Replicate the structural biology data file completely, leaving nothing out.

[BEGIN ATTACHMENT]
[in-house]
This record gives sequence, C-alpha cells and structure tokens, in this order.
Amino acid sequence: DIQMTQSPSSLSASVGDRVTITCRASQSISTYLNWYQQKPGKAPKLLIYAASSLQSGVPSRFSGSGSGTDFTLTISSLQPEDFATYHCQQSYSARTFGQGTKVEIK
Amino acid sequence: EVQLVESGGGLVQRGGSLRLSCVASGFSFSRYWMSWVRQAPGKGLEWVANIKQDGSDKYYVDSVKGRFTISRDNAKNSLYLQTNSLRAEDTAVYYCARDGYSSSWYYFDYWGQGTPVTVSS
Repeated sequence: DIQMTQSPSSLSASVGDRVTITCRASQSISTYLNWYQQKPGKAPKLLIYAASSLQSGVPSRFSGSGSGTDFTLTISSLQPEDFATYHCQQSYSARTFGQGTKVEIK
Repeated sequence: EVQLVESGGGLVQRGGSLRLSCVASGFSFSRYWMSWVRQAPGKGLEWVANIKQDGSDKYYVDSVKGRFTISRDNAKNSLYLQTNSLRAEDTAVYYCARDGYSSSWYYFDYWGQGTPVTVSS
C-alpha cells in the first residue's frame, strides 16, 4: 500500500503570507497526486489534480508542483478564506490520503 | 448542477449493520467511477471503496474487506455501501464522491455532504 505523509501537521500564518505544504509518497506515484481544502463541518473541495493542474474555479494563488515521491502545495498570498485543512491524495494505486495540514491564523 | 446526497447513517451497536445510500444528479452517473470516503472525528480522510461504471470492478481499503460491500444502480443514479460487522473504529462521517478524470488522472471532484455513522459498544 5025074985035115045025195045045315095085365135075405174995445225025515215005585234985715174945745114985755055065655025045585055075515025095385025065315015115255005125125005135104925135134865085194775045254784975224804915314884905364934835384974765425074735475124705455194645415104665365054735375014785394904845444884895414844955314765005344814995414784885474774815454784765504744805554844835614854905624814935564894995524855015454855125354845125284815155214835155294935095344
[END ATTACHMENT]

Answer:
[in-house]
This record gives sequence, C-alpha cells and structure tokens, in this order.
Amino acid sequence: DIQMTQSPSSLSASVGDRVTITCRASQSISTYLNWYQQKPGKAPKLLIYAASSLQSGVPSRFSGSGSGTDFTLTISSLQPEDFATYHCQQSYSARTFGQGTKVEIK
Amino acid sequence: EVQLVESGGGLVQRGGSLRLSCVASGFSFSRYWMSWVRQAPGKGLEWVANIKQDGSDKYYVDSVKGRFTISRDNAKNSLYLQTNSLRAEDTAVYYCARDGYSSSWYYFDYWGQGTPVTVSS
Repeated sequence: DIQMTQSPSSLSASVGDRVTITCRASQSISTYLNWYQQKPGKAPKLLIYAASSLQSGVPSRFSGSGSGTDFTLTISSLQPEDFATYHCQQSYSARTFGQGTKVEIK
Repeated sequence: EVQLVESGGGLVQRGGSLRLSCVASGFSFSRYWMSWVRQAPGKGLEWVANIKQDGSDKYYVDSVKGRFTISRDNAKNSLYLQTNSLRAEDTAVYYCARDGYSSSWYYFDYWGQGTPVTVSS
C-alpha cells in the first residue's frame, strides 16, 4: 500500500503570507497526486489534480508542483478564506490520503 | 448542477449493520467511477471503496474487506455501501464522491455532504 505523509501537521500564518505544504509518497506515484481544502463541518473541495493542474474555479494563488515521491502545495498570498485543512491524495494505486495540514491564523 | 446526497447513517451497536445510500444528479452517473470516503472525528480522510461504471470492478481499503460491500444502480443514479460487522473504529462521517478524470488522472471532484455513522459498544 5025074985035115045025195045045315095085365135075405174995445225025515215005585234985715174945745114985755055065655025045585055075515025095385025065315015115255005125125005135104925135134865085194775045254784975224804915314884905364934835384974765425074735475124705455194645415104665365054735375014785394904845444884895414844955314765005344814995414784885474774815454784765504744805554844835614854905624814935564894995524855015454855125354845125284815155214835155294935095344